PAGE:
Wednesday, May 14, 2008

An Article relating Harry Potter Books

An Article relating Harry Potter Books

With films bankrolled by the biggest studios in Hollywood and Potter-related merchandise falling off the shelves, Harry Potter had taken over the consciousness of a generation of children.

Like a supersonic jet, fuelled by a massive global publicity campaign, Harry Potter circled the globe. From China and New Zealand to Norway and the US, every country reacted in a similar manic way – a television – obsessed, a book – loathing generation metamorphosed into readers. In India too, the reception was no different. Adults and children devoured the books, happy to live in Harry’s world, to travel with him to Hogwarts, to watch proudly as he became the youngest member of his house Quidditch team, and to root for him as he, at grave cost to his life, fought off Lord Voldemort.

Samit Basu says ‘Given the lack of contemporary Indian children’s fiction, parents don’t know what to get their kids. Harry Potter is a great option. The movies and merchandising have also made it reach epical proportions. As someone who’s read all five books, I feel it is high quality, intelligent entertainment’.

A lawyer in Delhi says ‘Harry Potter Books are a great way to escape from reality. I have always enjoyed fantasy fiction. Here it’s a bit of both – a fantastical environment where the characters face real world issues.

The latest Potter book has been the best seller at (through pre-booking) for the last six months.

Apart from the big five cities in India, Potter has attracted quite a following in smaller towns as well.

Parents, too, are awaiting the new book, some even more excited that their children.

What accounts for Harry’s ubiquitous charm? Perhaps it is because the magical world and the real world collide so effortlessly, what Indian actor Rahul Bose likes to call “magic realism” for children. “I think it appeals to an Indian reader because it’s a time tested formula of good versus evil that has been built into our folklore and mythology”, he says.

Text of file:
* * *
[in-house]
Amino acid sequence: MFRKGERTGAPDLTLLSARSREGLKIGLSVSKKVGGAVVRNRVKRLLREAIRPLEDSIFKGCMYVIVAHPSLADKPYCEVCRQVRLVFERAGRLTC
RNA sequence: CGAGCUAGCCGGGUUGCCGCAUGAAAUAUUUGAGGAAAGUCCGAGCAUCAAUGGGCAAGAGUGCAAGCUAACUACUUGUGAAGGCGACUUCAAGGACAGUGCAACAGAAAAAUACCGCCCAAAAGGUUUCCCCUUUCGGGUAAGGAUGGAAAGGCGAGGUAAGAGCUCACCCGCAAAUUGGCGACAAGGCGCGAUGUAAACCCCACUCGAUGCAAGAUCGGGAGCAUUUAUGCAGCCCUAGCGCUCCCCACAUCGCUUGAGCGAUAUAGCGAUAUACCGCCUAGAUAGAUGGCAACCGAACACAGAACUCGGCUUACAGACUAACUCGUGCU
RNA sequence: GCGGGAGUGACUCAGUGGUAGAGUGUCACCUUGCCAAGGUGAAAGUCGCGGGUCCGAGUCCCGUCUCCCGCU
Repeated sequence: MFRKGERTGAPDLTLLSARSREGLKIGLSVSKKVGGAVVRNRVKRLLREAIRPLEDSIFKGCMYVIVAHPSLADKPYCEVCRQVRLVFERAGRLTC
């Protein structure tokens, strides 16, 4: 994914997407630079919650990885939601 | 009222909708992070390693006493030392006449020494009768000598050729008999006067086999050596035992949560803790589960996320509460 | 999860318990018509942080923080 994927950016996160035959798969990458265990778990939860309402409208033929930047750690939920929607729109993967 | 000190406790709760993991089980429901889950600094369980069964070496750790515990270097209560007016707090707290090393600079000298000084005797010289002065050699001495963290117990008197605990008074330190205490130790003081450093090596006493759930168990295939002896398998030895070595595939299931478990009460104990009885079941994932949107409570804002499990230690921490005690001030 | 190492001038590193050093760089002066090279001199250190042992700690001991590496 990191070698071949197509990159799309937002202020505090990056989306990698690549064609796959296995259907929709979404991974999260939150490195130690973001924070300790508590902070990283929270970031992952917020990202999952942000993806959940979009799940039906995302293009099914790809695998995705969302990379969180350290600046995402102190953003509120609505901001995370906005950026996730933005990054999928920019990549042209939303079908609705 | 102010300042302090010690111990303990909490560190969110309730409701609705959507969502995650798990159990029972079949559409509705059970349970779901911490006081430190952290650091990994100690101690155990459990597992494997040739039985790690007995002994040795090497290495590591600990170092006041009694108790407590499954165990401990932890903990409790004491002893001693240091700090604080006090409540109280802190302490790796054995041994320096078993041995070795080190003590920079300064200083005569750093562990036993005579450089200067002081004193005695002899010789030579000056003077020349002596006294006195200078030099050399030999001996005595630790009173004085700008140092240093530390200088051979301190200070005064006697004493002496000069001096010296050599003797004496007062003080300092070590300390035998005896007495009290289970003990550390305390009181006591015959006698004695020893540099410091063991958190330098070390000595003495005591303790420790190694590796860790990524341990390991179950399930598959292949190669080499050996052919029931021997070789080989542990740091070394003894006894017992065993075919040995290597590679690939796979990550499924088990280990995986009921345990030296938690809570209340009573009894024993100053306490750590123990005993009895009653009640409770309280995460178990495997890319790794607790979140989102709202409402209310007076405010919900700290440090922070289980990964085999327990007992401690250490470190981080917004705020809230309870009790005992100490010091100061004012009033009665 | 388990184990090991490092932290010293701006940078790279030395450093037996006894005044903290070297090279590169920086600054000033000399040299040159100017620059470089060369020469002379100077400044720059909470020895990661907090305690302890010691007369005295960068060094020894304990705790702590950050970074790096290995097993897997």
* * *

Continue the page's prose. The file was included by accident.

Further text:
Sayoni Basu, editor says, “Also, Rowling is very good at creating a sense of empathy with the characters within the world of magic.” There is also the gargantuan publicity and marketing campaign behind the Potter books. “I read the books obsessively,”. “But Harry Potter’s phenomenal success is also a success of marketing.”

The first book [Harry Potter and the Philosopher’s Stone] to really blur the divide between adult and children’s fiction (it even prompted Bloomsbury to create adult editions with ‘grown-up’ jackets), Harry Potter is book marketing coming of age. “Even those that may not want to read the book have Harry Potter bombarding them from everywhere,” says media sociologist Samina Thapar. “Whether it’s through the Internet, the films and the related merchandise. It’s really media feeding off media.”

As for the violence, most parents remain calm and openly encouraging of the books. “Life is a little dark so I don’t see a reason why we can’t expose our children to some dark reading,” says a lawyer.

Like Rowling’s distinction between Muggles and non-Muggles, the world, it seems, is increasingly becoming divided into those that read Harry Potter and those that don’t. So which side are you on?

With Sangeeta John / Mumbai &

Tathagata Bhattacharya / Kolkata

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